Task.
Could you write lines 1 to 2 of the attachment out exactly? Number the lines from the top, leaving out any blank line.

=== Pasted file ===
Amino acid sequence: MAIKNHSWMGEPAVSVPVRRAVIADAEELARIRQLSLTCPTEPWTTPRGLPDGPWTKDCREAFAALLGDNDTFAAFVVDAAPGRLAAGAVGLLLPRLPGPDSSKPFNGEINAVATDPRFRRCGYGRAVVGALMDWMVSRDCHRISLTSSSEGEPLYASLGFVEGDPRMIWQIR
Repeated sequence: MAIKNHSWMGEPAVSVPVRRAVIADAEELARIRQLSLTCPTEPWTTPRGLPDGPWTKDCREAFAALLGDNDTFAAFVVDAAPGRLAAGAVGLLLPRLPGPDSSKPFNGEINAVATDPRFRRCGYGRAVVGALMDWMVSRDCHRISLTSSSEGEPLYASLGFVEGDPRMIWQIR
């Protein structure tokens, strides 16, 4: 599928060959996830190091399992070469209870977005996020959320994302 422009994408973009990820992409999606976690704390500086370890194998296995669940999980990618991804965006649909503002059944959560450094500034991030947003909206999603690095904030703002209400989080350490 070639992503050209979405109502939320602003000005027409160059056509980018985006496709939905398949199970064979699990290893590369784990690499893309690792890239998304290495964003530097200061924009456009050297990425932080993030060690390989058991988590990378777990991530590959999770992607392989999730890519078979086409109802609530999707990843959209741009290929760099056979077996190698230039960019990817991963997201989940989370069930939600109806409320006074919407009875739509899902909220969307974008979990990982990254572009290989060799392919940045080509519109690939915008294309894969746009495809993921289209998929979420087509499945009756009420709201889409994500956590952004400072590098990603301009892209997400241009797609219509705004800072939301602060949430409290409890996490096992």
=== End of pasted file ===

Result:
Amino acid sequence: MAIKNHSWMGEPAVSVPVRRAVIADAEELARIRQLSLTCPTEPWTTPRGLPDGPWTKDCREAFAALLGDNDTFAAFVVDAAPGRLAAGAVGLLLPRLPGPDSSKPFNGEINAVATDPRFRRCGYGRAVVGALMDWMVSRDCHRISLTSSSEGEPLYASLGFVEGDPRMIWQIR
Repeated sequence: MAIKNHSWMGEPAVSVPVRRAVIADAEELARIRQLSLTCPTEPWTTPRGLPDGPWTKDCREAFAALLGDNDTFAAFVVDAAPGRLAAGAVGLLLPRLPGPDSSKPFNGEINAVATDPRFRRCGYGRAVVGALMDWMVSRDCHRISLTSSSEGEPLYASLGFVEGDPRMIWQIR